According to our latest estimates, a border adjustment, enacted in full at a 20 percent rate, would raise about $1.24 trillion over the next decade. If the proposal is phased in steadily over five years (20 percent per year), this would reduce the amount of revenue this provision would raise by about $220 billion over a decade (Table 1). This would require other offsets to keep the plan revenue-neutral over the budget window. For example, the law could phase in rate cuts, or just deal with a slightly larger budget deficit in the first few years.
|Source: Tax Foundation Taxes and Growth Model.|
|Notes: Assumes five-year phase-in at 20% for both import tax and export exemption. Analysis does not account for potential behavior changes or changes in aggregate economic activity.|
|Immediate Border Adjustment||$104||$108||$112||$116||$121||$126||$131||$136||$142||$147||$1,244|
However, it is important to note that the border adjustment would end up raising the same amount in the long run, because a phase-in would only impact revenue collections in the first five years. This is important to remember when thinking about the plan’s interaction with reconciliation and the Byrd Rule.
3. A phase-in would create short-term winners and losers.
A direct impact of the border adjustment is that the dollar would appreciate to the point that the tax on imports and the exemption on exports would be completely offset. Currency markets react quickly to changes in policy (in fact, currencies often react in anticipation of policy changes). As such, it is very likely that the dollar would immediately appreciate to offset the border adjustment, whether it is enacted immediately or phased in.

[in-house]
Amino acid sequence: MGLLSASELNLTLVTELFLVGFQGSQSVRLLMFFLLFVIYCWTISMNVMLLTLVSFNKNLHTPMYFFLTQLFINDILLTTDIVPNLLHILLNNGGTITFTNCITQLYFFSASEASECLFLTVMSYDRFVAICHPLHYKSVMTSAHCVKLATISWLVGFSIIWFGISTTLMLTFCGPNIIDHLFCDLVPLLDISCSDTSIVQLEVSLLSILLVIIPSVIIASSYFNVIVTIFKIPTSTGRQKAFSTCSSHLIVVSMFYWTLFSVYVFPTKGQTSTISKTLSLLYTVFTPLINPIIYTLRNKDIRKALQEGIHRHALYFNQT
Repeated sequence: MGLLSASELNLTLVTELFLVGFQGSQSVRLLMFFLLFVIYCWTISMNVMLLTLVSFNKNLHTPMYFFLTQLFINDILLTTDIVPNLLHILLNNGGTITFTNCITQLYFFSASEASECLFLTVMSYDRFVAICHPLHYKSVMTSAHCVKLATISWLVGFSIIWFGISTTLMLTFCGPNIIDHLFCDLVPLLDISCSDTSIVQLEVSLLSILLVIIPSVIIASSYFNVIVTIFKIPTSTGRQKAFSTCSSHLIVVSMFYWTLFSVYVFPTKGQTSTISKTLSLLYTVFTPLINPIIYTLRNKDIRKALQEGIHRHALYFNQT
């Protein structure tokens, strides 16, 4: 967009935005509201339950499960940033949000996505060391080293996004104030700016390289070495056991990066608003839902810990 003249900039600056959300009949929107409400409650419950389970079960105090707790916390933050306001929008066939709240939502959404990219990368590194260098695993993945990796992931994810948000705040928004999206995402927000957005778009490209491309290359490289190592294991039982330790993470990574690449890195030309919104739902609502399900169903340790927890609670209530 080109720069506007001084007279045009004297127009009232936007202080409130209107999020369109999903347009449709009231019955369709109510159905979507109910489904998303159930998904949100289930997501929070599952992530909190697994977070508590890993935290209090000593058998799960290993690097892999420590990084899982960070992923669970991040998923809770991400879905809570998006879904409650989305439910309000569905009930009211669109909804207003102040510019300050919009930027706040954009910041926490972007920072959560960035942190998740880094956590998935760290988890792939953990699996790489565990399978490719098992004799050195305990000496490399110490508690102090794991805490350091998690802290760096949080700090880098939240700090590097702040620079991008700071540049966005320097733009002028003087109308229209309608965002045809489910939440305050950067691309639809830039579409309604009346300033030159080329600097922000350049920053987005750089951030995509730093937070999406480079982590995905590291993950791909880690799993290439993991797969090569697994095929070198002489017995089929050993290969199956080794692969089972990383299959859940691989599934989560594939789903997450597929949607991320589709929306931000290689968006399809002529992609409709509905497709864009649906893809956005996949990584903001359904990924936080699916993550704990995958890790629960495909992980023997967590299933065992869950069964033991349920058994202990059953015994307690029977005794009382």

If the border adjustment is phased in over time, currency traders know that a policy sometime in the future will cause the dollar to appreciate by 25 percent. They will want to purchase as many dollars as possible to profit from that appreciation and thus push the dollar up quickly.
As a result, it is likely that the U.S. dollar would appreciate much faster than the border adjustment phases. The downside of this is that it would create winners and losers during the phase-in period. Importers would be happy about this. The dollar would be 25 percent stronger, making their imports cheaper, but they would not face the full 20 percent border adjustment for a few years. Exporters would not be happy about this arrangement. Their goods would be 20 percent more expensive on the world market and they would not get a tax exemption to fully offset that disadvantage for a few years.
For someone who thinks the border adjustment would result in an immediate dollar appreciation, a phase-in is unnecessary. However, for those skeptical of immediate dollar appreciation, this proposal acts a bit like insurance for importers, paid for by exporters. Exporters are basically paying to insure importers against the risk that the dollar doesn’t appreciate enough.
Phasing in the border adjustment isn’t perfect (no policy is) and would create some issues in the process of solving others. However, ultimately, the policy would end up in the same place: a reform that makes meaningful improvements to the way the U.S. taxes businesses.